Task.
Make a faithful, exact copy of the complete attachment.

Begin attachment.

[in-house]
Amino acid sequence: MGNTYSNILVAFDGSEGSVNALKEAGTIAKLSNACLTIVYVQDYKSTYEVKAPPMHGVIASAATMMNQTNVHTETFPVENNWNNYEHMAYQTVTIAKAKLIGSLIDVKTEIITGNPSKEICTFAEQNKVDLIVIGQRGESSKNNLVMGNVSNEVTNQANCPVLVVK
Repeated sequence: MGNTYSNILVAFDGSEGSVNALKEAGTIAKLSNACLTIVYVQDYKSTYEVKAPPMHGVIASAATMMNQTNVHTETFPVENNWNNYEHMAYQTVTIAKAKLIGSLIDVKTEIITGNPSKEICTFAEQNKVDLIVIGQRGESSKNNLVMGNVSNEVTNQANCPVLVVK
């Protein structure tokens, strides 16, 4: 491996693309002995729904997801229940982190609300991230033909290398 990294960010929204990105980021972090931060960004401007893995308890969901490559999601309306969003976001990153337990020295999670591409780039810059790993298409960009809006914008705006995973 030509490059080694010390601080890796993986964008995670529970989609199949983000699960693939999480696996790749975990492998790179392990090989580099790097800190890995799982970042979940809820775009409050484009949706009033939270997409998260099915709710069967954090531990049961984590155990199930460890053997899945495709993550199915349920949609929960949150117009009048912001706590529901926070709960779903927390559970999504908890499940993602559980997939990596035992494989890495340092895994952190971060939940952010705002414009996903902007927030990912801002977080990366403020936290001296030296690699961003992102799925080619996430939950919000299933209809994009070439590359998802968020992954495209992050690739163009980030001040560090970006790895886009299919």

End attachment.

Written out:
[in-house]
Amino acid sequence: MGNTYSNILVAFDGSEGSVNALKEAGTIAKLSNACLTIVYVQDYKSTYEVKAPPMHGVIASAATMMNQTNVHTETFPVENNWNNYEHMAYQTVTIAKAKLIGSLIDVKTEIITGNPSKEICTFAEQNKVDLIVIGQRGESSKNNLVMGNVSNEVTNQANCPVLVVK
Repeated sequence: MGNTYSNILVAFDGSEGSVNALKEAGTIAKLSNACLTIVYVQDYKSTYEVKAPPMHGVIASAATMMNQTNVHTETFPVENNWNNYEHMAYQTVTIAKAKLIGSLIDVKTEIITGNPSKEICTFAEQNKVDLIVIGQRGESSKNNLVMGNVSNEVTNQANCPVLVVK
């Protein structure tokens, strides 16, 4: 491996693309002995729904997801229940982190609300991230033909290398 990294960010929204990105980021972090931060960004401007893995308890969901490559999601309306969003976001990153337990020295999670591409780039810059790993298409960009809006914008705006995973 030509490059080694010390601080890796993986964008995670529970989609199949983000699960693939999480696996790749975990492998790179392990090989580099790097800190890995799982970042979940809820775009409050484009949706009033939270997409998260099915709710069967954090531990049961984590155990199930460890053997899945495709993550199915349920949609929960949150117009009048912001706590529901926070709960779903927390559970999504908890499940993602559980997939990596035992494989890495340092895994952190971060939940952010705002414009996903902007927030990912801002977080990366403020936290001296030296690699961003992102799925080619996430939950919000299933209809994009070439590359998802968020992954495209992050690739163009980030001040560090970006790895886009299919």